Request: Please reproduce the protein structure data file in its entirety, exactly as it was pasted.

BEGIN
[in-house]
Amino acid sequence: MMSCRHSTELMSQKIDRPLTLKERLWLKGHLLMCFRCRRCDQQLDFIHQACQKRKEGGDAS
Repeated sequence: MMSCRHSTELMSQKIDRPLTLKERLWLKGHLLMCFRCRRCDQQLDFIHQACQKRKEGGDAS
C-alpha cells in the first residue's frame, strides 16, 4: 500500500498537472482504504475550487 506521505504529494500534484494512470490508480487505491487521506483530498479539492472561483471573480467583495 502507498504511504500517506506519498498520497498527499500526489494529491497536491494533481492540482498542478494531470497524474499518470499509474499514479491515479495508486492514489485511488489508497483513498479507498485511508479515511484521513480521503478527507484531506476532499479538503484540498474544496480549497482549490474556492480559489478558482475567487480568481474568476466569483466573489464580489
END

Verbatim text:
[in-house]
Amino acid sequence: MMSCRHSTELMSQKIDRPLTLKERLWLKGHLLMCFRCRRCDQQLDFIHQACQKRKEGGDAS
Repeated sequence: MMSCRHSTELMSQKIDRPLTLKERLWLKGHLLMCFRCRRCDQQLDFIHQACQKRKEGGDAS
C-alpha cells in the first residue's frame, strides 16, 4: 500500500498537472482504504475550487 506521505504529494500534484494512470490508480487505491487521506483530498479539492472561483471573480467583495 502507498504511504500517506506519498498520497498527499500526489494529491497536491494533481492540482498542478494531470497524474499518470499509474499514479491515479495508486492514489485511488489508497483513498479507498485511508479515511484521513480521503478527507484531506476532499479538503484540498474544496480549497482549490474556492480559489478558482475567487480568481474568476466569483466573489464580489